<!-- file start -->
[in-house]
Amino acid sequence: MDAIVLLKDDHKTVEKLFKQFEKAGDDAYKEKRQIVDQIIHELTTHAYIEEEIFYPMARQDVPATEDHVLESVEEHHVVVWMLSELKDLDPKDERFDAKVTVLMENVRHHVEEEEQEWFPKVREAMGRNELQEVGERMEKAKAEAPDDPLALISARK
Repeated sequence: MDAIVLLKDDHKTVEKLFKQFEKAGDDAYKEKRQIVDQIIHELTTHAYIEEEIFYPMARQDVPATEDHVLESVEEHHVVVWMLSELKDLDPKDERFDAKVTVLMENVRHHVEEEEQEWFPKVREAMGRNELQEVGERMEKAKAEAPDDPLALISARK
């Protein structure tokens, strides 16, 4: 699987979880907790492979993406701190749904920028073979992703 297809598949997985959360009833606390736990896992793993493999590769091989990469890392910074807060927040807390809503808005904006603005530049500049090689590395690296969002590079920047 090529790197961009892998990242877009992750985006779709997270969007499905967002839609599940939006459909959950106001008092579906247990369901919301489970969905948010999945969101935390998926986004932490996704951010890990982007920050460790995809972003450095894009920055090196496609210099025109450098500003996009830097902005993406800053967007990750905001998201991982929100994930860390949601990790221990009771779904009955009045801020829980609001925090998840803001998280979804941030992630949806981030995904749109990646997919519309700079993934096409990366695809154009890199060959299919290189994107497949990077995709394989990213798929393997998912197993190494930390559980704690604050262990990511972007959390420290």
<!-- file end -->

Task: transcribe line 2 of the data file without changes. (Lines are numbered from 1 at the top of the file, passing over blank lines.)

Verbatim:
Amino acid sequence: MDAIVLLKDDHKTVEKLFKQFEKAGDDAYKEKRQIVDQIIHELTTHAYIEEEIFYPMARQDVPATEDHVLESVEEHHVVVWMLSELKDLDPKDERFDAKVTVLMENVRHHVEEEEQEWFPKVREAMGRNELQEVGERMEKAKAEAPDDPLALISARK